Surrealism, for example, is downright irrational in many cases. Not all people find it appealing, nor are they willing to develop the aesthetic vocabulary needed to appreciate what might be going on with such art.

But most of us do have a sense of taste, which boils down to aesthetics. We value features of the world such as beauty, depth, representation and abstraction. And when we reflect on what our personal values related to art and aesthetics are, we are doing philosophy.

If we don’t think about our aesthetic values, we might be making the mistake of allowing institutions to do that for us through persuasion and propaganda.

Scientific Knowledge vs. Superstition

Most of us value many of the things science has helped us either identify, shape or create, everything from vitamin supplements to virtual reality.

But some people value science so highly that they seek to suppress religious intuitions in either themselves or others. Richard Dawkins is one such “militant atheist.” I was like that myself for a long time as discussed in this TEDx Talk:


But polemics against religion and superstition prevent us from even perceiving the different values contained in the difference between the fields. As Adrian Moore suggests, we need to have those conversations so that we can actually do philosophy.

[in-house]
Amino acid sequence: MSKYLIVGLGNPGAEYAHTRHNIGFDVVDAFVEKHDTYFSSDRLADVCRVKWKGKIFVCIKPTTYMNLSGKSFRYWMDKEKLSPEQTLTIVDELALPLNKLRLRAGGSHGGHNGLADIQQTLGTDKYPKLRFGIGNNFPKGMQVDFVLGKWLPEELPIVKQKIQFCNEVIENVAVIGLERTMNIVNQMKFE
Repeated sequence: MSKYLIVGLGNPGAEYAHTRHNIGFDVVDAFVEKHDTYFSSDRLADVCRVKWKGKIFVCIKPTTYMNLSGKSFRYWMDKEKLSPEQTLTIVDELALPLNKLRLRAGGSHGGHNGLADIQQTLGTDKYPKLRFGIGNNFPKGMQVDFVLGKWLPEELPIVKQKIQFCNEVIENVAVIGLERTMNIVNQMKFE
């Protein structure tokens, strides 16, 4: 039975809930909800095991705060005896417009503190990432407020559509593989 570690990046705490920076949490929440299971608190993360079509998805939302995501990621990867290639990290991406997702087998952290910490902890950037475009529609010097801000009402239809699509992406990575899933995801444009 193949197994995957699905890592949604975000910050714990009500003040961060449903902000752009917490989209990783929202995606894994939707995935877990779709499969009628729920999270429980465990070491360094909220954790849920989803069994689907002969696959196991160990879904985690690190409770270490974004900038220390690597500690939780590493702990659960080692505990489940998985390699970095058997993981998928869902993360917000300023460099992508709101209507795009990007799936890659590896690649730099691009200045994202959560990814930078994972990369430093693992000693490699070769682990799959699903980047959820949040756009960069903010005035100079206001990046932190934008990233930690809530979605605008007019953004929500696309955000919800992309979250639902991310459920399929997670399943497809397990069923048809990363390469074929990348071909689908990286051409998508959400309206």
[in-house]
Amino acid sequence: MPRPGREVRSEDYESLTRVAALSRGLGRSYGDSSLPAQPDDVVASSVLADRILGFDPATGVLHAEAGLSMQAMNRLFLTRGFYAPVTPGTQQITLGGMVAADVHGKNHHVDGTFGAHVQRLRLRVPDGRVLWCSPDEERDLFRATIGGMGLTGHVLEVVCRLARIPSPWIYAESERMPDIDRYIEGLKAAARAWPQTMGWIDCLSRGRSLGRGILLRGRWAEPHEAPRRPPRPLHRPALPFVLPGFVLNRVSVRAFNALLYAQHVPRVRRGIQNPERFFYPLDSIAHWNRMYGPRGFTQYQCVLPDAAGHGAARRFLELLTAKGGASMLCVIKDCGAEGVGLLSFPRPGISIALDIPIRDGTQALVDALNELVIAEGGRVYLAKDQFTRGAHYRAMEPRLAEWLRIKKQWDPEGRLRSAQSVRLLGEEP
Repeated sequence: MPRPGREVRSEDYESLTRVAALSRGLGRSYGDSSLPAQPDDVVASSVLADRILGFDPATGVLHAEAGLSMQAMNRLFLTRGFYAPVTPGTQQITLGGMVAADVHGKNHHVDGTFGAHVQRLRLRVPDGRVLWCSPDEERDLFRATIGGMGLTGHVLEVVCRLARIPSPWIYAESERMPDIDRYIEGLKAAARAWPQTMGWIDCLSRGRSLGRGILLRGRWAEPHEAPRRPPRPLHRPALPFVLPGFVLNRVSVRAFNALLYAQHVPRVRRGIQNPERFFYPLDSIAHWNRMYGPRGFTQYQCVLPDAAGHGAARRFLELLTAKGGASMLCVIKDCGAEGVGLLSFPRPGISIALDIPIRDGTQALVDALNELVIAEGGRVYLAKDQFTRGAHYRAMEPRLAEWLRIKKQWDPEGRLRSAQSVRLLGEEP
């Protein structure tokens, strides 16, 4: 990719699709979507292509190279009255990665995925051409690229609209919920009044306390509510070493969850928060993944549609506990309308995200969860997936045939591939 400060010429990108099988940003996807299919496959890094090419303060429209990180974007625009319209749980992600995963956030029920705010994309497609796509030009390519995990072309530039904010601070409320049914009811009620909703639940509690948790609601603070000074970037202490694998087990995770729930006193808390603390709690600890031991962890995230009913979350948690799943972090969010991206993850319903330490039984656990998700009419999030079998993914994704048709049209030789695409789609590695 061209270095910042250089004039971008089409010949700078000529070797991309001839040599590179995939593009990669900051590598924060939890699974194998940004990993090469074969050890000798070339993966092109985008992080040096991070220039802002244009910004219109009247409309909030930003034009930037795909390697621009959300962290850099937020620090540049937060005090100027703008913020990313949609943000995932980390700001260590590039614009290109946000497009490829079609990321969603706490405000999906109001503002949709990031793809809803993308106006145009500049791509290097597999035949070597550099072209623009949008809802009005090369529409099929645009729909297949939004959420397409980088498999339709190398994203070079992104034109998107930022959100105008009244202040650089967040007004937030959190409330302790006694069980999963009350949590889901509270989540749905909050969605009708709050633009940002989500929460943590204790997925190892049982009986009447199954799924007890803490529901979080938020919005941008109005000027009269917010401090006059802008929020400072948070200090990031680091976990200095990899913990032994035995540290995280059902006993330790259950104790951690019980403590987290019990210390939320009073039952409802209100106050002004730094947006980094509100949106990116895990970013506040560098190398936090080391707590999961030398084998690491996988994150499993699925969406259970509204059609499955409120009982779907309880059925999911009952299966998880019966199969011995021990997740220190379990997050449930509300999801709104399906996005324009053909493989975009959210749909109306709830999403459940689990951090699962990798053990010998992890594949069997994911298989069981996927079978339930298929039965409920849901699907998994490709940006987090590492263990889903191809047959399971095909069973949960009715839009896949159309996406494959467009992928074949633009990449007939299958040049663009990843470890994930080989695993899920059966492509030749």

That said, religions institutes that invent values should not be given a free pass.

Knowledge of the Catholic church and its history, for example, reveals many standards it has clearly invented and reinvented over time. This process has worked because of collective, institutional institutions that only worked because of how the church suppressed dissenting and innovative voices like those of Galileo and Giordano Bruno.

Does Philosophy Have Value?

Now that we have a sense of what philosophical values are, the question remains: What of philosophy itself? Does it have a value?

I would say absolutely yes.

Philosophy is what we do when we don’t have a science to address our questions about the nature of being.

And it helps us ask questions that expose precisely how values are invented by both individuals and institutions. 

But there’s also a very real sense in which values are discovered too.

Discovery comes through research, reflection and conversation.

This ties in with something I’ve interpreted from reading Nietzsche and found echoed in scholars like Elijah Milgram.

Values have value only when they are embedded in a perspective. 

And because change seems to be the only constant, values can only be effective when we engage them as a process.

And because our values are always subject to change, it’s important to at least try to understand how they are discovered and produced by our societies.

Only then do we have a shot at bettering them.